Years ago, entrepreneur Mark Ruddock was sitting in his start-up’s server room feeling depressed.
It was 5:30 a.m. and the start-up’s launch client had delayed the next phase.
Never mind that it wasn’t really a server room.
“It was a bunch of Ikea tables with desktops stacked on them,” said Ruddock, speaking at the Ontario Venture Summit.
However, things were about to change.
When Ruddock checked his voice mail, there was a message from a contact at a large firm requesting a meeting.
Ruddock met with the contact, presented his idea but stated that he’d need $1 million to get it going. The contact agreed and arranged for the initial payment.
“48 hours from despair to a million dollars,” said Ruddock.
The former CEO of Viigo (acquired by Research in Motion) and INEA (acquired by Cartesis Group) outlined for the audience what it takes to build a successful start-up.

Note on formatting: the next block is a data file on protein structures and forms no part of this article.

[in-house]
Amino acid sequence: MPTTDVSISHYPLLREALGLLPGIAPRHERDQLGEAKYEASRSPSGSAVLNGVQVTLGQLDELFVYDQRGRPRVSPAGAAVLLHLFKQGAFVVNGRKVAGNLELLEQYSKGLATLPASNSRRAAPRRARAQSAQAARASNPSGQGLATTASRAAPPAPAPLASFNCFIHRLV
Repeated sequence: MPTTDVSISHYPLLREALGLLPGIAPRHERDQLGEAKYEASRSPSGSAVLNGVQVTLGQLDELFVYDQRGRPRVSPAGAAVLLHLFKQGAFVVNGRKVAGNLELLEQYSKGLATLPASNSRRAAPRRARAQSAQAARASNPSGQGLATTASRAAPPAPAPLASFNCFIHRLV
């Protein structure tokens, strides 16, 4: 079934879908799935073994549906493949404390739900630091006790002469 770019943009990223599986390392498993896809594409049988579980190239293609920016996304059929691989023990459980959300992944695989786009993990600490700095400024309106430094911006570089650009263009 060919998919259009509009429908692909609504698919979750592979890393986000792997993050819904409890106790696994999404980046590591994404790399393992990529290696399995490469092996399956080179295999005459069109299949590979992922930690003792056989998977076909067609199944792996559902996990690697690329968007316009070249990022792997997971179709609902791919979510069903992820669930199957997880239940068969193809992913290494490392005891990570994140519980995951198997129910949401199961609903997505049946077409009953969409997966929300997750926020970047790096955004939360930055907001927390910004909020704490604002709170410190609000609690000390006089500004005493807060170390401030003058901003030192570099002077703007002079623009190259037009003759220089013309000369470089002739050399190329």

“You need to take an idea that is not yet grounded in reality, convince someone to fund it, then convince the best and brightest to follow along,” he said.
Which moves to the point about the team: “Always surround yourself with a great team,” said Ruddock. “Never be the smartest person in the room.”
Ruddock also advises start-up founders to keep focus.
“Listen to the customers and data,” he said. “Make clear decisions about where you want to go.”
And while Ruddock said it’s important to be passionate about one’s product, it’s especially important to pay attention to those customers.
“They will guide you with product insight.”
If the end-game of the start is an exit, remember that you’re building something that needs to be irresistible to someone else.
“You need to be strategically important enough for someone to buy you.”
Venture capital can certainly be important in growing a start-up, Ruddock said that choosing VC’s is also important. Select partners for value, but don’t give up too much leverage, since you’ll want to have your own hand in negotiations in a possible exit.
“Get it, grow it, keep it,” said Ruddock.